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Approximately 4.6 billion years ago, our solar system was a cloud of dust and gas known as the solar nebula. As gravity caused the material to collapse in on itself, it spun faster and faster and eventually flattened into a disk. Researchers believe that most of the material accumulated in the center, to form the sun, while the rest clumped together, creating protoplanets – balls of gas, dust, and rocks, about the size of Mercury or Mars. Over the years, some of the protoplanets collided to form our eight planets, while the rest continue to whirl around the sun as asteroids or rocky debris. However, the one thing scientists are not sure is the process by which the planets came together. Now, a 4.565 billion-year-old space rock, the oldest igneous meteorite ever discovered, may provide clues to this age-old mystery.

The baseball-sized space rock, dubbed Northwest Africa (NWA) 11119, was discovered in a sand dune in Mauritania, Africa. It came to light in 2016 when Carl Agee, a planetary geologist and meteorite curator at the University of New Mexico (UNM), acquired it from a meteorite dealer. The object, which sports a lighter color and green crystals, similar to the volcanic rocks on Earth, was unlike any meteorite discovered before. "We did not think this rock was a meteor at all. We thought it was from Earth," UNM postdoctoral student and lead author Poorna Srinivasan told Live Science.

NWA 11119 is a 4.65 billion-year-old meteorite (Photo Credit: UNM Institute of Meteoritics)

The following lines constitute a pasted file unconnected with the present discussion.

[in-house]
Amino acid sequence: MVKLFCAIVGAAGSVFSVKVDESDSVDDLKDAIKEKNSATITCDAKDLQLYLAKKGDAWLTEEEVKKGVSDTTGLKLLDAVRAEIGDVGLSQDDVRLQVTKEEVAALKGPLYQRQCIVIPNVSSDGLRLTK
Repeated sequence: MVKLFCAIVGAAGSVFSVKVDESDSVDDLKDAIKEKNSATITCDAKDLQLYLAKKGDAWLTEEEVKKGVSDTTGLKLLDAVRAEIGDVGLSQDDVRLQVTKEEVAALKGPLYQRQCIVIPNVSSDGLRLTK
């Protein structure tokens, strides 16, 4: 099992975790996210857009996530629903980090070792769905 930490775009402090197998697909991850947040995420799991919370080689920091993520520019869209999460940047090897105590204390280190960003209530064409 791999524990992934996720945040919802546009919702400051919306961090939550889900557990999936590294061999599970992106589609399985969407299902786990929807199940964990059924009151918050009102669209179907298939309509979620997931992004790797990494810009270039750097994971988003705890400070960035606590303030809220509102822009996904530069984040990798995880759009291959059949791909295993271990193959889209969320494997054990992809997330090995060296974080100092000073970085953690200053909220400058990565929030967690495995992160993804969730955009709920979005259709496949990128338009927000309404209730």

While an analysis of its oxygen isotopes confirmed that NWA 11119 was indeed from outer space, the large silica tridymite crystals, which accounted for 30 percent of the rock’s mass, were more akin to the composition of volcanic rocks on Earth than meteorites. The biggest surprise came when chemical analysis of NWA 11119 revealed it to be 4.565 billion years old! This means that the space rock was floating around space three million years prior to the birth of our solar system, around the time when protoplanets were just starting to form.

Agee, who co-authored the study published in the journal Nature on August 2, 2018, said, “The age of this meteorite is the oldest, igneous meteorite ever recorded. Not only is this just an extremely unusual rock type, it’s telling us that not all asteroids look the same. Some of them look almost like the crust of the Earth because they’re so light colored and full of SiO2 (silicon dioxide.) These not only exist, but it occurred during one of the very first volcanic events to take place in the solar system.”

Lead author Poorna Srinivasan examines the ancient rock (Photo Credit: UNM Institute of Meteoritics)

Since NWA 11119 is an igneous meteorite – formed by the cooling and solidification of magma or lava – similar to the material in Earth's crust, the researchers suspect that it may be from an asteroid whose crust may formed in a way similar to that our planet. "Based on oxygen isotopes, we know it's from an extraterrestrial source somewhere in the solar system, but we can't actually pinpoint it to a known body that has been viewed with a telescope. However, through the measured isotopic values, we were able to possibly link it to two other unusual meteorites (Northwest Africa 7235 and Almahata Sitta) suggesting that they all are from the same parent body – perhaps a large, geologically complex body that formed in the early solar system," says Srinivasan.

NWA 11119 may hold some clues into the formation of our planets (Photo Credit: UNM Institute of Meteoritics)

There are still many missing pieces to the puzzle of the birth and evolution of the planetary bodies in our solar system. However, Srinivasan believes the rock may help researchers understand “what an earlier version of Earth might have looked like.”